IN her book, “Regulatory Agencies: Laws Without Legislation,” legal luminary Catherine Crier said that regulations have the effect of laws but don’t even need a majority vote to implement.
Crier said that “[a]n enormous bureaucracy supplements and often supersedes the rule- making by our representatives,” making them independent source of power and a foil for legislators and lobbyists.” She noticed that “[m]ost agency work is done in relative obscurity, but on inspection, the favors and influence peddling are as apparent as in the more public realms of politics.” Then she articulated that “[a]gencies are often scapegoats for actions actually taken by lobbyists and members of Congress.”
Adopting this in Philippine context, particularly the fishery sector and those promulgated by the Department of Agriculture (DA) and the Bureau of Fisheries and Aquatic Resources (BFAR).
Section 61(c) of the Philippine Fisheries Code of 1998 (RA 8550, February 25, 1998) provides: “Fishery products may be imported only when the importation has been certified as necessary by the Department in consultation with the FARMC, and all the requirements of this Code, as well as all existing rules and regulations have been complied with.”
The Code also provides that fish imports for canning/processing purposes only may be allowed without the necessary certification, but within the provisions of Section 61(d) of this Code.”
Based on this provision, we get the following prescriptions: (a) fish importation is not banned—at most, it is regulated; (b) fishery products may be imported only when the importation has been certified as necessary by the Department (DA)—the instrument of certification is known in the industry as CNI; (c) DA’s certification must be done in consultation with the FARMC—it simply means: “no consultation, no certification”; (d) fish importation must comply with all the requirements of the RA 8550, as well as all existing rules and regulations; and (e) only fish imports that are exclusively for canning/processing purposes may be allowed without the necessity of procuring a CNI—the requirement of import permit under Section 61(d) however still applies.
It is clear then that canners/processors are allowed to import fish without being required to get CNI or CONTI, except that they still need to secure import permit from the DA every time they import fish. Importation under this mode is governed by FAO 195. Nothing wrong, nothing irregular, nothing discriminatory.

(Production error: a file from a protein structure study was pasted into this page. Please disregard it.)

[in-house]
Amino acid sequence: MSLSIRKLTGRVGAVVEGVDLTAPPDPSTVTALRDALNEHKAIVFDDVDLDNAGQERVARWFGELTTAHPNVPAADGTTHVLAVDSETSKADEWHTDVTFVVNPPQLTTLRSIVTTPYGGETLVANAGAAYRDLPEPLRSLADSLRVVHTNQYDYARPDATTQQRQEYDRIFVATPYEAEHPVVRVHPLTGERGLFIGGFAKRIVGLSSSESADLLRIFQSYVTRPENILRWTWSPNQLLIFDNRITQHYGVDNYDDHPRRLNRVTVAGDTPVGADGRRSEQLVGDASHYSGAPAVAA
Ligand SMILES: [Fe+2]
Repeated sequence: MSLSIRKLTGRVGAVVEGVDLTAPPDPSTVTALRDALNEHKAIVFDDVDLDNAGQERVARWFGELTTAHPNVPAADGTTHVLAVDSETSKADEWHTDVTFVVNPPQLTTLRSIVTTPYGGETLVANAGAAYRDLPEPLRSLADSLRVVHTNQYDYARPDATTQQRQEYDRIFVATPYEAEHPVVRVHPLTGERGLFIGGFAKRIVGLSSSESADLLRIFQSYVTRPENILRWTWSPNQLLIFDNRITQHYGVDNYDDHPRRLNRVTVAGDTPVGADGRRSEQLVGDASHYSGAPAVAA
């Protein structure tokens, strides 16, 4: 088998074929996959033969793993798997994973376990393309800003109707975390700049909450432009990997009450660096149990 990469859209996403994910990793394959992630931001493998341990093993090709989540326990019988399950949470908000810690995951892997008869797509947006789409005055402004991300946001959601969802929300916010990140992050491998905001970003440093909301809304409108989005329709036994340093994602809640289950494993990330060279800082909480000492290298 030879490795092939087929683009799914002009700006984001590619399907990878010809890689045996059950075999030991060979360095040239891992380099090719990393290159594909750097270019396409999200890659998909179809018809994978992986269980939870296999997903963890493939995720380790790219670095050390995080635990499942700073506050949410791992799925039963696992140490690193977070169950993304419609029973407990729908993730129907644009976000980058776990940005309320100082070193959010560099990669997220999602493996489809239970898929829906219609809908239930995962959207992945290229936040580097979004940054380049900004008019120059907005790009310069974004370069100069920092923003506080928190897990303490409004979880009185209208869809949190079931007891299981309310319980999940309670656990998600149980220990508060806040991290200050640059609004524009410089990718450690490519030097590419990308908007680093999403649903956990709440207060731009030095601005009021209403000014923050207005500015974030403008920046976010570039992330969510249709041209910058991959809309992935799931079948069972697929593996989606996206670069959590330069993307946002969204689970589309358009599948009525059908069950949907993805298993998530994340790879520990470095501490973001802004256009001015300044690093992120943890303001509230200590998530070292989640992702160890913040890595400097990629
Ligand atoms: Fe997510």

But the problem arose when the virus of fish smuggling was devised by the DA-BFAR, known in the industry as INSTITUTIONAL BUYER (IB). This classification is not in the law. It is a creation of a regulation—FAO 195, thus IB is a classification of doubtful legality.
Yet, IBs continue to exist and remain a major bloc in the fish importation business. Sadly, IBs are conduits to fish smuggling.
In practice, IBs claim to be importing for the hotel and restaurant operators. As such, they are allowed to import on a year-round basis, without the need to secure allocation from the CNI- or CONTI-covered importation.
But they are not canners/processors. They are, by any stretch of imagination, fish traders that should not be allowed under FAO 195, which must be consistent with Section 61(c) and (d) of RA 8550).
Even the IBs’ volume of importation is beyond the absorptive capacity of hotels and restaurants. There is nothing that can prevent the IBs from trading their fish imports in the “wet markets. In short, IBs, despite their not being canners/processors but mere importers accredited by the Philippine Fisheries and Development Authority (PFDA) and BFAR, are enabled to dispose their imported stuffs even outside the contemplation of hotels and processors. There are IBs that supply small restos and turo-turo. If this is not violative of the law, then FAO 195 must have missed its rationale.
There’s a way of checking this modus: compliance-monitoring and audit of IBs’ delivery and disposal report. If only they will, they could.